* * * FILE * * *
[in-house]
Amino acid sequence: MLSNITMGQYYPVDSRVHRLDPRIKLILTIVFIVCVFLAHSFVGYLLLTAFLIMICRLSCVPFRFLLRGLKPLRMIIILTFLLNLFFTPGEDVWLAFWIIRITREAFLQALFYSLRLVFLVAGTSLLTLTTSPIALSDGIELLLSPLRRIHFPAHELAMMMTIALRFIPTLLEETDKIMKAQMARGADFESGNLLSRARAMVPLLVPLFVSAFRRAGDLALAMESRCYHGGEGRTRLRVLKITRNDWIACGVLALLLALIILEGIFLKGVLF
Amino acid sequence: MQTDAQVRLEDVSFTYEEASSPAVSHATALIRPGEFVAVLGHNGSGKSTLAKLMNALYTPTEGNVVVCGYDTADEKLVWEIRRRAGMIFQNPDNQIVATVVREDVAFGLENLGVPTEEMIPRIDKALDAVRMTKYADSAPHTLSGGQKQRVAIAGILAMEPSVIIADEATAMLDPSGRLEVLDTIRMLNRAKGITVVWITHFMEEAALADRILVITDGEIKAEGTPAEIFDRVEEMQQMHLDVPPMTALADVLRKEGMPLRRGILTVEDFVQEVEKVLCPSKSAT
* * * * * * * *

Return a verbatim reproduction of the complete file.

[in-house]
Amino acid sequence: MLSNITMGQYYPVDSRVHRLDPRIKLILTIVFIVCVFLAHSFVGYLLLTAFLIMICRLSCVPFRFLLRGLKPLRMIIILTFLLNLFFTPGEDVWLAFWIIRITREAFLQALFYSLRLVFLVAGTSLLTLTTSPIALSDGIELLLSPLRRIHFPAHELAMMMTIALRFIPTLLEETDKIMKAQMARGADFESGNLLSRARAMVPLLVPLFVSAFRRAGDLALAMESRCYHGGEGRTRLRVLKITRNDWIACGVLALLLALIILEGIFLKGVLF
Amino acid sequence: MQTDAQVRLEDVSFTYEEASSPAVSHATALIRPGEFVAVLGHNGSGKSTLAKLMNALYTPTEGNVVVCGYDTADEKLVWEIRRRAGMIFQNPDNQIVATVVREDVAFGLENLGVPTEEMIPRIDKALDAVRMTKYADSAPHTLSGGQKQRVAIAGILAMEPSVIIADEATAMLDPSGRLEVLDTIRMLNRAKGITVVWITHFMEEAALADRILVITDGEIKAEGTPAEIFDRVEEMQQMHLDVPPMTALADVLRKEGMPLRRGILTVEDFVQEVEKVLCPSKSAT